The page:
[to interviewer] Now, remember, this is a task I thought she could eventually learn. What we discovered, much to our surprise, was that the very first time Sheba had the opportunity to do that, to go look at different amounts of oranges in different places, she was able to give us the total. How- how did she learn to do this when all we thought we taught her to do was to associate Arabic numerals with quantities? Clearly, some way out of that experience with simple counting, or simple association, if you will, came an emergent capability.
[to chimp] Bob, we're about to start. I need your cooperation. Thank you very much.

NARRATOR:  [voice-over] The next test exploits the fact that a chimp confronted by two piles of candy will automatically choose the larger one. The question is, can their behavior be changed by learning the rules of the game ?

Ms. BOYSON:  Good, here we go. We'll do another turn. All right. This time we'll put this many here, and we'll put this many here. See which- oh, you want to pick these first. Okay, well, we'll have to give these six to Bobby. Sheba gets three and Bobby's happy.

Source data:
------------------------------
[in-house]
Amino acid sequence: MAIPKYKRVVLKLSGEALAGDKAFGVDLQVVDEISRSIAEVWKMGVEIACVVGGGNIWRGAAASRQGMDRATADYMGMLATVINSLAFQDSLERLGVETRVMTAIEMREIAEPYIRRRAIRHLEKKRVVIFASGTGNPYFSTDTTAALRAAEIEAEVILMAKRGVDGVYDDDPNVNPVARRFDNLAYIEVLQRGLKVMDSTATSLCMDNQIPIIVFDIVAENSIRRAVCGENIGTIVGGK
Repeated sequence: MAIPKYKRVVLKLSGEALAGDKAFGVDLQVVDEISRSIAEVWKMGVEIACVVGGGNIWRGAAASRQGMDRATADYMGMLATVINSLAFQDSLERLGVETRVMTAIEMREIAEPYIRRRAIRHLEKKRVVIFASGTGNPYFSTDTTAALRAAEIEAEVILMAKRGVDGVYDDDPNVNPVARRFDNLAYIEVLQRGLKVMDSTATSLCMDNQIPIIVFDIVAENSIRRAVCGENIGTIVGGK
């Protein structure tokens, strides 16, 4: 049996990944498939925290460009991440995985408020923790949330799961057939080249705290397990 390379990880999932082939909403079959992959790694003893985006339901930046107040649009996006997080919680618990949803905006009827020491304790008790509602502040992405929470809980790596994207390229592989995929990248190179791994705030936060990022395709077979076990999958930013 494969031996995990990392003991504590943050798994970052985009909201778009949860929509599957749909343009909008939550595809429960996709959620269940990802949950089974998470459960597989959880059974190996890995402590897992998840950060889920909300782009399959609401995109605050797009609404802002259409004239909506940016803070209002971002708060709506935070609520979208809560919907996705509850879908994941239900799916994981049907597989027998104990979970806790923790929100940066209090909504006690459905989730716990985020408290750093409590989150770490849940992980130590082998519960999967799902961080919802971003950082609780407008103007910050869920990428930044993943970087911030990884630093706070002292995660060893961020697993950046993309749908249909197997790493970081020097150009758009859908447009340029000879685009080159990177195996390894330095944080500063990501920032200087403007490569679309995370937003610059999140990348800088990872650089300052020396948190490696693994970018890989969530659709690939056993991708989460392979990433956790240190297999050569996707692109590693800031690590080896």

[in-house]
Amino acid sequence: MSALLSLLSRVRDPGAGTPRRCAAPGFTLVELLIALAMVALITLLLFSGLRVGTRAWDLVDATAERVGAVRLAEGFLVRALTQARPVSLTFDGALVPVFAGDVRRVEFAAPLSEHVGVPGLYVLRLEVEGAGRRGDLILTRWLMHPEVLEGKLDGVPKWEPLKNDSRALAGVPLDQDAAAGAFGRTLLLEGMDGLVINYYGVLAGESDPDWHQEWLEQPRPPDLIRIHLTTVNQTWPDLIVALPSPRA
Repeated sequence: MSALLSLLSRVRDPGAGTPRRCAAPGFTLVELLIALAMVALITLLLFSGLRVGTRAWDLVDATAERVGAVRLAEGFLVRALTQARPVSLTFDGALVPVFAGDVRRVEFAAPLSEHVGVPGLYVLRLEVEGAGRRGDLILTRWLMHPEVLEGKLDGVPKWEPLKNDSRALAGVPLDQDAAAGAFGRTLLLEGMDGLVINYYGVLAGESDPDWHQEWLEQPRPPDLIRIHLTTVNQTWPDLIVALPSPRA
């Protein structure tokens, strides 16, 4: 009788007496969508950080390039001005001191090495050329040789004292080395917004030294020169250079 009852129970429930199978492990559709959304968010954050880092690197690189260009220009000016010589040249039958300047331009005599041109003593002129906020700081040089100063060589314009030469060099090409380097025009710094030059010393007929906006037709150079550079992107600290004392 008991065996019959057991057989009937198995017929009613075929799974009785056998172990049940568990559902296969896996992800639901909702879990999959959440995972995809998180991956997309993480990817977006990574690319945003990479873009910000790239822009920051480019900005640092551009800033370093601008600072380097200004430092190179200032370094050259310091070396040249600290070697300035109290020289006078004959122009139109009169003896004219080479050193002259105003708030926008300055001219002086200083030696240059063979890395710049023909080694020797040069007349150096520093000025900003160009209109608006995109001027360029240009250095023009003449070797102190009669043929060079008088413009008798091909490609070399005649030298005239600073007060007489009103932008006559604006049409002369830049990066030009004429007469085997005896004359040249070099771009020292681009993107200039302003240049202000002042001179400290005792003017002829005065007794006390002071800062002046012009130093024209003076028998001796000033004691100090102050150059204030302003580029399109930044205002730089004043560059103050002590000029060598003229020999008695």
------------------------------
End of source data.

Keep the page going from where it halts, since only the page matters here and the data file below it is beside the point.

NARRATOR:  [voice-over] The animals are given a choice between two different amounts of candy, and the rule is simple. If you pick an amount, it goes to your partner, and you get whatever is left over. That's it. That's the rule.

Ms. BOYSON:  Okay. One here. Sheba, which one's for Bob? Point. Oh, Bob gets two. Good. All right. There you go. See, you get that one.
[to interviewer] So if you are aware of the rule, then in order to get the most, the first amount you should pick should be the smallest amount, right? Because then you get the biggest remainder.
[to chimp] I'm going to put this many here and this many here. Which shall we give away? Oh, we're going to give away these. All right. All right. Bob gets four, and Sheba only gets two.
[to interviewer] They don't get it. They can't do it. They can't inhibit selecting the larger array immediately. And so even though it might be very distressing, as soon as they do it they understand, `Oh, no, I did it again. She's going to get more than me.' And as we explored further, it occurred to us to try to substitute the numbers of candies with numbers. 
[to chimp] Two for Bob.